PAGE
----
[           ] | Ken Farrell | The Piltdown Review

[           ]

[           ]

The custom is to sit

next to another when you enter

a dining hall or theater

alone, to fill each empty seat

as close to another as you can.

It is only a custom.

Sometimes a woman

enters a room,

a man enters a room, takes

a lone, far-off place

and thinks I am keeping my self

to myself. The burden becomes space

stretched between them.

Each person who enters

thereafter must choose:

am I of that kind or this?

whose custom should prevail?

And some of us who enter after

have doubt and seek a space

to claim, or we seek a place

to dispose of all that came before.

Some of us find we are not

of a kind; we self-displace.

We find no room within rooms.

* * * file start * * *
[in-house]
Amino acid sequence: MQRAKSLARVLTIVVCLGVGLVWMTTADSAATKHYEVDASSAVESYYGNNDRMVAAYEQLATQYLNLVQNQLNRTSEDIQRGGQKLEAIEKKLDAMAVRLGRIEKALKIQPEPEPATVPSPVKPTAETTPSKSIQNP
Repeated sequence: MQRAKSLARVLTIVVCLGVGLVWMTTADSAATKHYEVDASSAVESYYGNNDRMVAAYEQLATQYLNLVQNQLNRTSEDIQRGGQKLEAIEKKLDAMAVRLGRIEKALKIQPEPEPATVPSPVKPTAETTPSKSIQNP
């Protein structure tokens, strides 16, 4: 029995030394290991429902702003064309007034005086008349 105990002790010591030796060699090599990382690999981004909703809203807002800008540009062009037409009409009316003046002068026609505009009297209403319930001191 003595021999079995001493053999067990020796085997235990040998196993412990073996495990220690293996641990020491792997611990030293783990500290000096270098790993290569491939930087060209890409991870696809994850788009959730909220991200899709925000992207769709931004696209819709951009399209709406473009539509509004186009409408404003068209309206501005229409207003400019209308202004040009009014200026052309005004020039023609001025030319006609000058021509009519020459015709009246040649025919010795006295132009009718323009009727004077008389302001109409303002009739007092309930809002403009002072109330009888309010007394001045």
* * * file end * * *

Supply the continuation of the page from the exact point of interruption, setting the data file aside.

More Remarkable Finds


So we go out, our descent reconnaissance for the collective. We perform experiments with swirled words, crescent-moon eyes, and report.
Expedition Notes to the Surface of a Heart

Expedition Notes to the Surface of a Heart

The south-east patch of heart is rough, very calloused, almost scales. She tried to pluck them off. They turned to dips, then pock-mark fields.
Space Coast

Space Coast

Water whispers over bone, and salt air pulses like blood in the Florida night. When you’re the only one of your kind, why resist the call?



  • Donald Trump’s Toe Tag
    a poem by Roger W. Hecht
  • What an embarrassment, what kind of grace
    a poem by Rose Auslander
  • Funeral Practices of the Flooded Valley
    a story by Matthew Talamini
  • What a Wonderful World
    a poem by David Mills
  • Care and Feeding of Your Piano
    a story by William Shunn
Track your submissions at Duotrope